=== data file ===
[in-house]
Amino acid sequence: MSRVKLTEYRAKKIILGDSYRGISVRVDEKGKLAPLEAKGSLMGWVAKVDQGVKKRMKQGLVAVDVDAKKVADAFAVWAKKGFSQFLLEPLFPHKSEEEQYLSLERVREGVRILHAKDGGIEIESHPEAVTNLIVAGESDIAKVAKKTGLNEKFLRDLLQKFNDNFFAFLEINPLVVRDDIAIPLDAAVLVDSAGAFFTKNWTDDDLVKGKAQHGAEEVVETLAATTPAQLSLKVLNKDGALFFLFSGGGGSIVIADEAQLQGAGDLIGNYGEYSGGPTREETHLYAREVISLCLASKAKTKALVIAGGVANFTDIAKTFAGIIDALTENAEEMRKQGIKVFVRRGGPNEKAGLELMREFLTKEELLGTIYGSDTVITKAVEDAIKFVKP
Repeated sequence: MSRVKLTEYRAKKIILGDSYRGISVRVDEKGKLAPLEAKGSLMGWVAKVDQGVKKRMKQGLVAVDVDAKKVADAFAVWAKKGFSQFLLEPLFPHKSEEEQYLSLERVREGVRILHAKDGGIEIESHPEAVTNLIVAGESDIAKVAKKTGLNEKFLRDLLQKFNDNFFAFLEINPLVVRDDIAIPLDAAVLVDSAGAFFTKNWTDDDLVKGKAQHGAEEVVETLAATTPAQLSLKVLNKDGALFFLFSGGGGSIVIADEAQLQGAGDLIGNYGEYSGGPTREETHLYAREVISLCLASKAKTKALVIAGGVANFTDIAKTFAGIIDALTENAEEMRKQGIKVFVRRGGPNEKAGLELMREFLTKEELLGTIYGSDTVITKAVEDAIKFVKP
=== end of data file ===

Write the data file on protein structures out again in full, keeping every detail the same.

[in-house]
Amino acid sequence: MSRVKLTEYRAKKIILGDSYRGISVRVDEKGKLAPLEAKGSLMGWVAKVDQGVKKRMKQGLVAVDVDAKKVADAFAVWAKKGFSQFLLEPLFPHKSEEEQYLSLERVREGVRILHAKDGGIEIESHPEAVTNLIVAGESDIAKVAKKTGLNEKFLRDLLQKFNDNFFAFLEINPLVVRDDIAIPLDAAVLVDSAGAFFTKNWTDDDLVKGKAQHGAEEVVETLAATTPAQLSLKVLNKDGALFFLFSGGGGSIVIADEAQLQGAGDLIGNYGEYSGGPTREETHLYAREVISLCLASKAKTKALVIAGGVANFTDIAKTFAGIIDALTENAEEMRKQGIKVFVRRGGPNEKAGLELMREFLTKEELLGTIYGSDTVITKAVEDAIKFVKP
Repeated sequence: MSRVKLTEYRAKKIILGDSYRGISVRVDEKGKLAPLEAKGSLMGWVAKVDQGVKKRMKQGLVAVDVDAKKVADAFAVWAKKGFSQFLLEPLFPHKSEEEQYLSLERVREGVRILHAKDGGIEIESHPEAVTNLIVAGESDIAKVAKKTGLNEKFLRDLLQKFNDNFFAFLEINPLVVRDDIAIPLDAAVLVDSAGAFFTKNWTDDDLVKGKAQHGAEEVVETLAATTPAQLSLKVLNKDGALFFLFSGGGGSIVIADEAQLQGAGDLIGNYGEYSGGPTREETHLYAREVISLCLASKAKTKALVIAGGVANFTDIAKTFAGIIDALTENAEEMRKQGIKVFVRRGGPNEKAGLELMREFLTKEELLGTIYGSDTVITKAVEDAIKFVKP